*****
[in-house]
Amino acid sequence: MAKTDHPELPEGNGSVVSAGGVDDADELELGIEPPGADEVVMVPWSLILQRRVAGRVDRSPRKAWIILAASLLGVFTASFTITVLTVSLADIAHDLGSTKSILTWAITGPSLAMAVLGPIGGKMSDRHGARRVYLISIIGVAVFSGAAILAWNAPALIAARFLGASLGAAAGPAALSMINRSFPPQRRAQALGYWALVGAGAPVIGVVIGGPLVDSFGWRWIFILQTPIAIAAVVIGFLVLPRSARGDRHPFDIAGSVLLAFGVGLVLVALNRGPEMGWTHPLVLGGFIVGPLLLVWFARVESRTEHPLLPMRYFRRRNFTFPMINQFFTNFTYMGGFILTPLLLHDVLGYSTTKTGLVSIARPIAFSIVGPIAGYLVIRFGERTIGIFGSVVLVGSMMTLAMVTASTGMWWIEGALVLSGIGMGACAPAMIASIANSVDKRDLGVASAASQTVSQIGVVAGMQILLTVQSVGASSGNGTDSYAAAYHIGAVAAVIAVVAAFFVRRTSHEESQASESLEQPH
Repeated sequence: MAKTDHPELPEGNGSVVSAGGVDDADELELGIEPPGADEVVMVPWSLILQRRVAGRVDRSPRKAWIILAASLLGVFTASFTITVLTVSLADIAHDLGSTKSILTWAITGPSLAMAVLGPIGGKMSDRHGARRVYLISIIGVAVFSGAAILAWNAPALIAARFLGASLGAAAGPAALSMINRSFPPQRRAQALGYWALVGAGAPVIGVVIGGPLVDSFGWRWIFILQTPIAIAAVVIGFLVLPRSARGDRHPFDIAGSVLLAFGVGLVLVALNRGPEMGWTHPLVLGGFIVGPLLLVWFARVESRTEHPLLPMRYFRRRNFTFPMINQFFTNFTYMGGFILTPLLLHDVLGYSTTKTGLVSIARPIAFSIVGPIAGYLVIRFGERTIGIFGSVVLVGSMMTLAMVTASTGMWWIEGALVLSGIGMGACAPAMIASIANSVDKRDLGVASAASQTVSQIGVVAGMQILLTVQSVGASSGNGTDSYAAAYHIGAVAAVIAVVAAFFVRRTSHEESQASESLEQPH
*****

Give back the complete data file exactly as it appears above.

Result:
[in-house]
Amino acid sequence: MAKTDHPELPEGNGSVVSAGGVDDADELELGIEPPGADEVVMVPWSLILQRRVAGRVDRSPRKAWIILAASLLGVFTASFTITVLTVSLADIAHDLGSTKSILTWAITGPSLAMAVLGPIGGKMSDRHGARRVYLISIIGVAVFSGAAILAWNAPALIAARFLGASLGAAAGPAALSMINRSFPPQRRAQALGYWALVGAGAPVIGVVIGGPLVDSFGWRWIFILQTPIAIAAVVIGFLVLPRSARGDRHPFDIAGSVLLAFGVGLVLVALNRGPEMGWTHPLVLGGFIVGPLLLVWFARVESRTEHPLLPMRYFRRRNFTFPMINQFFTNFTYMGGFILTPLLLHDVLGYSTTKTGLVSIARPIAFSIVGPIAGYLVIRFGERTIGIFGSVVLVGSMMTLAMVTASTGMWWIEGALVLSGIGMGACAPAMIASIANSVDKRDLGVASAASQTVSQIGVVAGMQILLTVQSVGASSGNGTDSYAAAYHIGAVAAVIAVVAAFFVRRTSHEESQASESLEQPH
Repeated sequence: MAKTDHPELPEGNGSVVSAGGVDDADELELGIEPPGADEVVMVPWSLILQRRVAGRVDRSPRKAWIILAASLLGVFTASFTITVLTVSLADIAHDLGSTKSILTWAITGPSLAMAVLGPIGGKMSDRHGARRVYLISIIGVAVFSGAAILAWNAPALIAARFLGASLGAAAGPAALSMINRSFPPQRRAQALGYWALVGAGAPVIGVVIGGPLVDSFGWRWIFILQTPIAIAAVVIGFLVLPRSARGDRHPFDIAGSVLLAFGVGLVLVALNRGPEMGWTHPLVLGGFIVGPLLLVWFARVESRTEHPLLPMRYFRRRNFTFPMINQFFTNFTYMGGFILTPLLLHDVLGYSTTKTGLVSIARPIAFSIVGPIAGYLVIRFGERTIGIFGSVVLVGSMMTLAMVTASTGMWWIEGALVLSGIGMGACAPAMIASIANSVDKRDLGVASAASQTVSQIGVVAGMQILLTVQSVGASSGNGTDSYAAAYHIGAVAAVIAVVAAFFVRRTSHEESQASESLEQPH